Xcode Cloud is a new continuous integration and delivery cloud service for Apple developers. It will be built into Xcode 13 and allows developers and teams of all sizes to build, test, and deliver high-quality apps more efficiently. It can build apps in the cloud to free up your development Mac for other tasks, as well as test your apps on simulated versions of every current Apple device, then deploy a build for internal testing or through TestFlight.

Additional developer-focused features include:

  • New product page tools to present your application within the store, showcasing different features to different users.
  • Updated guidelines including support for apps with creator content experiences, and a clearer process for appealing against app rejections.
  • Team development features in Xcode 13 that work with Xcode Cloud, GitHub, BitBucket, and GitLab.
  • Third-party video-calling apps can leverage FaceTime enhancements like Voice Isolation, Portrait mode, and Wide Spectrum Audio.
  • Messaging apps such as Slack and WeChat can share user status in conversations.
  • Uber Eats and similar apps can have Siri announce incoming messages.
  • New Notification APIs enable high-priority and communication notifications.
  • New camera APIs allow for better-fused images, and the ability to capture high-quality still images and 1080p video in the same session.
  • TestFlight on the Mac offers the testing of in-app purchases.
  • Safari extensions, like Grammarly and Honey, will be available across iPhone, iPad, and Mac.
  • Third-party navigation apps can now show a map view in a vehicle's instrument cluster display, and the Mac will also have a CarPlay simulator.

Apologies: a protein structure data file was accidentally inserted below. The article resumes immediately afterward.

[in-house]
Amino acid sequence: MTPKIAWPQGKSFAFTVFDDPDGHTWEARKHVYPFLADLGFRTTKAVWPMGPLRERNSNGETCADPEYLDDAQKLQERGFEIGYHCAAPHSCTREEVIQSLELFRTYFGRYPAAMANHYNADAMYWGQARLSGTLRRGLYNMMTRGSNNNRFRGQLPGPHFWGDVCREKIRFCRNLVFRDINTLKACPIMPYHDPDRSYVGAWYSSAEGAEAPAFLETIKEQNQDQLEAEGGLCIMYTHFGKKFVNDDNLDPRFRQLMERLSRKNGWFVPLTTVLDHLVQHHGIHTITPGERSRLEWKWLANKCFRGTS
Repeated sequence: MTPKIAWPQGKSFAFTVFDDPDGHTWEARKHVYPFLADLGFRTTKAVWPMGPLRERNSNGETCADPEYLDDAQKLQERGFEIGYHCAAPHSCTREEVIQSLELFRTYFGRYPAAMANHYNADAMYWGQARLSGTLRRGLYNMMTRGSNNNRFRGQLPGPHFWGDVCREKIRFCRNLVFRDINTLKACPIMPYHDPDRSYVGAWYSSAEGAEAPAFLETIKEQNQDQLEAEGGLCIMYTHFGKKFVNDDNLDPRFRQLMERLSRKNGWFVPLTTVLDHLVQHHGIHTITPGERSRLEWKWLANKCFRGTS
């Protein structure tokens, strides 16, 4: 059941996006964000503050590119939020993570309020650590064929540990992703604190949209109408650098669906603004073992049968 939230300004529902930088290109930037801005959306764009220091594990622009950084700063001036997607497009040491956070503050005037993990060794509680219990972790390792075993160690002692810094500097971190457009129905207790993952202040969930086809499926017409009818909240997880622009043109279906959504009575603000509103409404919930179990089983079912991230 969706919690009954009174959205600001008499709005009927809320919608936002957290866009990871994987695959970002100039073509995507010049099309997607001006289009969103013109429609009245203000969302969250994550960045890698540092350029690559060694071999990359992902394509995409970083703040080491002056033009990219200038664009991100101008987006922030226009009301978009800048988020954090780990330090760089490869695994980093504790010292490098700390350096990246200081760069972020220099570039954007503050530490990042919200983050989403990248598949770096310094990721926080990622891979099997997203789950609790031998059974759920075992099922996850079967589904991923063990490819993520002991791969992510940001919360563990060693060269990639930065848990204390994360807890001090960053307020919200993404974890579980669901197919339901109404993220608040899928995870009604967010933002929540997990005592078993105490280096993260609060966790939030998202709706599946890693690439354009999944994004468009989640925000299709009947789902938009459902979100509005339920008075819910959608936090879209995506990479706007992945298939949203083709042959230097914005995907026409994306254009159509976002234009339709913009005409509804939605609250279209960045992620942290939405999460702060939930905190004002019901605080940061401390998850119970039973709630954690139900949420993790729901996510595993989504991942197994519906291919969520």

• ShazamKit will allow developers to integrate audio recognition technology into their own apps.

Developer betas for iOS 15, iPadOS 15, macOS Monterey, watchOS 8 and tvOS 15 are available to Apple Developer Program members already. Public betas will be available next month, with the final release later this year. iPadOS 15 will run on the 5th generation and upwards iPad, and all iPad Pro models.

Xcode Cloud is available as a limited free beta now, expanding access through the year. It will be available to all developers during 2022, and more information including pricing is yet to be revealed.

“We’re thrilled to provide our developer community with powerful new tools and technologies to help create even more compelling and higher-quality apps while engaging with their users in all-new ways through the App Store,” said Susan Prescott, Apple’s vice president of Worldwide Developer Relations. “With the robust set of tools included in Xcode Cloud, continuing innovation in the Swift programming language, a wide range of new APIs and even more ways to reach users — Apple’s platforms have never been stronger.”

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David M Williams

David has been computing since 1984 where he instantly gravitated to the family Commodore 64. He completed a Bachelor of Computer Science degree from 1990 to 1992, commencing full-time employment as a systems analyst at the end of that year. David subsequently worked as a UNIX Systems Manager, Asia-Pacific technical specialist for an international software company, Business Analyst, IT Manager, and other roles. David has been the Chief Information Officer for national public companies since 2007, delivering IT knowledge and business acumen, seeking to transform the industries within which he works. David is also involved in the user group community, the Australian Computer Society technical advisory boards, and education.